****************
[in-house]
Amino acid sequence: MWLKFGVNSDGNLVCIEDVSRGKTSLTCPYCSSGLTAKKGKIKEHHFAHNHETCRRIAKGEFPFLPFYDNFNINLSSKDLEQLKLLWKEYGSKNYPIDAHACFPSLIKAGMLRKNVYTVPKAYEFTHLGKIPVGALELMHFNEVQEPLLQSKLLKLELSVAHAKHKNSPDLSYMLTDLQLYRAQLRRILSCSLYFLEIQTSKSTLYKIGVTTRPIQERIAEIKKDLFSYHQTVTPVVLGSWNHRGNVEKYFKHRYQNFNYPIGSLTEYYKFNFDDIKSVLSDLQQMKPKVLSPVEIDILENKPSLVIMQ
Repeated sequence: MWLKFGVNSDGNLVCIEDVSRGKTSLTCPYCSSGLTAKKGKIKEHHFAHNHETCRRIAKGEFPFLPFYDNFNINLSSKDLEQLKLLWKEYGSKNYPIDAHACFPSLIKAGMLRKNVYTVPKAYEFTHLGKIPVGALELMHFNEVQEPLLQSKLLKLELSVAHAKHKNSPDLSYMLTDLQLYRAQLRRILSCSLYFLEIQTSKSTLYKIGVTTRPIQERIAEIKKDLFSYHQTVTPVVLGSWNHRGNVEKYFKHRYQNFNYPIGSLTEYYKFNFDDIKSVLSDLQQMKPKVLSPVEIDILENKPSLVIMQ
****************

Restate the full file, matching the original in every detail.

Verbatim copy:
[in-house]
Amino acid sequence: MWLKFGVNSDGNLVCIEDVSRGKTSLTCPYCSSGLTAKKGKIKEHHFAHNHETCRRIAKGEFPFLPFYDNFNINLSSKDLEQLKLLWKEYGSKNYPIDAHACFPSLIKAGMLRKNVYTVPKAYEFTHLGKIPVGALELMHFNEVQEPLLQSKLLKLELSVAHAKHKNSPDLSYMLTDLQLYRAQLRRILSCSLYFLEIQTSKSTLYKIGVTTRPIQERIAEIKKDLFSYHQTVTPVVLGSWNHRGNVEKYFKHRYQNFNYPIGSLTEYYKFNFDDIKSVLSDLQQMKPKVLSPVEIDILENKPSLVIMQ
Repeated sequence: MWLKFGVNSDGNLVCIEDVSRGKTSLTCPYCSSGLTAKKGKIKEHHFAHNHETCRRIAKGEFPFLPFYDNFNINLSSKDLEQLKLLWKEYGSKNYPIDAHACFPSLIKAGMLRKNVYTVPKAYEFTHLGKIPVGALELMHFNEVQEPLLQSKLLKLELSVAHAKHKNSPDLSYMLTDLQLYRAQLRRILSCSLYFLEIQTSKSTLYKIGVTTRPIQERIAEIKKDLFSYHQTVTPVVLGSWNHRGNVEKYFKHRYQNFNYPIGSLTEYYKFNFDDIKSVLSDLQQMKPKVLSPVEIDILENKPSLVIMQ